Australian Cyber Law Will Turn Citizens Into CriminalsAdded: Monday, May 23rd, 2011
Category: Recent Headlines Involving File Sharing > Ridiculous Criminal Trials
Tags:ET, p2p, Torrent, Piracy, Peer To Peer, Network, Hackers, Internet, BitTorrent, Google, utorrent, bitcomet, extratorrent, 2010, www.extrattorrent.com
One of country’s major educationalists has expressed an opinion that cybercrime legislation is simply turning ordinary citizens into criminals: Peter Black, the senior lecturer at the Queensland University of Technology claimed that the legislation is so broad that it actually criminalizes much of the ordinary activity.
Peter Black noted that the fact that a Fairfax journalist had been arrested because of his receipt of an unauthorized Facebook picture simply doesn’t have any sensible explanation. Moreover, the entire issue reveals huge holes in the country’s cybercrime legislation.
If you haven’t heard about the case, it happened to Ben Grubb, Fairfax deputy technology editor. He has been arrested by Queensland Police and accused of the receipt of “tainted” content. Actually, that’s quite unusual for police to make things hum over a suspected theft of online pictures. The crime of Ben Grubb was to write an article about some security researcher who managed to illegally access a rival's wife's Facebook account.
In response, Inspector Knacker of the Queensland Yard told at the recent press conference that the law enforcement still cannot do anything about the fast development of Internet environment. But at the same time, he clearly pointed out that receiving a photo from someone's Facebook account without the owner’s permission was equal to receiving a nicked telly.
The only problem is that in case the information has the same status as telly, then all journalists should be arrested for writing about the second hand facts. For example, if a whistleblower tells the reporter about the discussion held behind closed doors, this can also fit the nicked telly theory of the authorities.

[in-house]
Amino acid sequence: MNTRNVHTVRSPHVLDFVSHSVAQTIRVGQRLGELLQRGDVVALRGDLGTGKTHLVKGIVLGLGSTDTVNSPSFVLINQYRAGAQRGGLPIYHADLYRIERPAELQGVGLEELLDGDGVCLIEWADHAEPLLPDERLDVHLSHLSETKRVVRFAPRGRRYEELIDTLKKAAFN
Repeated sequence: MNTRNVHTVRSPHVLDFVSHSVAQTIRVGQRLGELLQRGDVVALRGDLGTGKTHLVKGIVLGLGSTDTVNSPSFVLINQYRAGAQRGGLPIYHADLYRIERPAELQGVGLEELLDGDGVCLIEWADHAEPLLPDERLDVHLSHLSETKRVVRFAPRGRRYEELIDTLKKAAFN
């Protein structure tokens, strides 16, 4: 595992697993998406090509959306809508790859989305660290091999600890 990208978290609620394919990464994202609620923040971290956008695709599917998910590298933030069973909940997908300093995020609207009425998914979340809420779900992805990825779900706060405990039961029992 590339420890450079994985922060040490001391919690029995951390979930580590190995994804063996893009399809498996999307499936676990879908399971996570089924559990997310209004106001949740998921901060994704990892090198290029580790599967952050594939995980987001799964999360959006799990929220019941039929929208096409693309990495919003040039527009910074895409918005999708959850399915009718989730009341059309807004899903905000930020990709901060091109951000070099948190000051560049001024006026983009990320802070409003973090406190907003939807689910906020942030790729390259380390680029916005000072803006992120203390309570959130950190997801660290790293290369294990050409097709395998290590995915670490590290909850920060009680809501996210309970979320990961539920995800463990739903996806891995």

That’s what Peter Black pointed to when talking about the Cyber Crime Act – considering the way the legislation was drafted, it becomes clear that the law is so broad that a plenty of “ordinary” activity could also generate criminal charges. For example, guessing a password becomes a criminal offense involving a penalty of 10 years jail time. As for the Grubb’s case, it is curious why the police responded that fast. In fact, such speedy activity was completely inconsistent with how they usually respond to these cases – indeed, they usually laugh over the complaints of hacked Facebook pages.
May 23th,2011Posted by:
Monday, May 23rd, 2011
|posted by (2011-05-23 21:45:31)|
|Well we are talking about Queensland police here!!|
|posted by (2011-05-24 03:45:14)|
|lol and i guess i'll be getting at least 100 yrs jail time... if i get caught that is... soon after, at least half of ozzy's population will be jailed, and the coppers will have massive workload|
|I can imagine a two guys sitting around in the yard saying "What are you in for?" "I bashed a guy's skull in and stole his shoes, bastards gave me 8 years. What'd you do?" Nerd: "I downloaded a bunch of Britney Spears songs." .... "Got 10 years"|
|@windshear: Anyone downloading Britney Spears should be scheduled for psychiatric evaluation first.|
|posted by (2011-05-24 15:23:24)|
|Haha it reminds me of a rodney rude song..|
They really know just how to lose their jobs.
They get the prostitutes to gobble their knobs.
They plead immunity
They get their scotch for free
The system's fair, they hardly ever go to jail,
'Cos coppers in the slot would really cop the lot
'cos other prisoners would just root them!
|wow, now australia will be just like the US, where everyone is considered a criminal and you have to prove you arent. you know the american saying, guilty until proven innocent.|
|is this true, i live in queensland and it is the first that i have heard of it....not beyond the realm of possibility though with this nanny state and a moron for premier||
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